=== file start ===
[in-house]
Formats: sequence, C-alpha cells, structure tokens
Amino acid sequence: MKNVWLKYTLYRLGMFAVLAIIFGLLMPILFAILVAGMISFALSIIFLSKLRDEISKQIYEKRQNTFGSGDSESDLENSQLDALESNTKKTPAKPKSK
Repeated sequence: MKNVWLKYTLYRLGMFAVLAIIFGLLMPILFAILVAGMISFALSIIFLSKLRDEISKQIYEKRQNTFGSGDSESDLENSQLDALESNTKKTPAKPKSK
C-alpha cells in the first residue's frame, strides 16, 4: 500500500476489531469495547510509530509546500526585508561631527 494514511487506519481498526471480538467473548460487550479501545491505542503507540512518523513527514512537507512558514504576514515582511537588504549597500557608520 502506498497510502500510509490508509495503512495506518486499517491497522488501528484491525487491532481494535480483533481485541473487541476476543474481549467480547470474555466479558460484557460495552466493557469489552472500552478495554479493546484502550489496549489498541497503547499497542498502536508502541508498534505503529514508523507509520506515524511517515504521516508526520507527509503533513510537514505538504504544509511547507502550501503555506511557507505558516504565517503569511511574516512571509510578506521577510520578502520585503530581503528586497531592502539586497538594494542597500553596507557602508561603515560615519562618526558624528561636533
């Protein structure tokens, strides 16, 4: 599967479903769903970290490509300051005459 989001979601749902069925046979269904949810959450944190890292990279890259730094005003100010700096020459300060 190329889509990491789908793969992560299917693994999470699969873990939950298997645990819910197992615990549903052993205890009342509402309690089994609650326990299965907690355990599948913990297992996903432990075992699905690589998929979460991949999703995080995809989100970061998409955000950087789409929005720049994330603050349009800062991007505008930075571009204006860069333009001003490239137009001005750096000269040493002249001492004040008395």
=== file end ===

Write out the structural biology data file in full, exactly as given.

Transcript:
[in-house]
Formats: sequence, C-alpha cells, structure tokens
Amino acid sequence: MKNVWLKYTLYRLGMFAVLAIIFGLLMPILFAILVAGMISFALSIIFLSKLRDEISKQIYEKRQNTFGSGDSESDLENSQLDALESNTKKTPAKPKSK
Repeated sequence: MKNVWLKYTLYRLGMFAVLAIIFGLLMPILFAILVAGMISFALSIIFLSKLRDEISKQIYEKRQNTFGSGDSESDLENSQLDALESNTKKTPAKPKSK
C-alpha cells in the first residue's frame, strides 16, 4: 500500500476489531469495547510509530509546500526585508561631527 494514511487506519481498526471480538467473548460487550479501545491505542503507540512518523513527514512537507512558514504576514515582511537588504549597500557608520 502506498497510502500510509490508509495503512495506518486499517491497522488501528484491525487491532481494535480483533481485541473487541476476543474481549467480547470474555466479558460484557460495552466493557469489552472500552478495554479493546484502550489496549489498541497503547499497542498502536508502541508498534505503529514508523507509520506515524511517515504521516508526520507527509503533513510537514505538504504544509511547507502550501503555506511557507505558516504565517503569511511574516512571509510578506521577510520578502520585503530581503528586497531592502539586497538594494542597500553596507557602508561603515560615519562618526558624528561636533
């Protein structure tokens, strides 16, 4: 599967479903769903970290490509300051005459 989001979601749902069925046979269904949810959450944190890292990279890259730094005003100010700096020459300060 190329889509990491789908793969992560299917693994999470699969873990939950298997645990819910197992615990549903052993205890009342509402309690089994609650326990299965907690355990599948913990297992996903432990075992699905690589998929979460991949999703995080995809989100970061998409955000950087789409929005720049994330603050349009800062991007505008930075571009204006860069333009001003490239137009001005750096000269040493002249001492004040008395």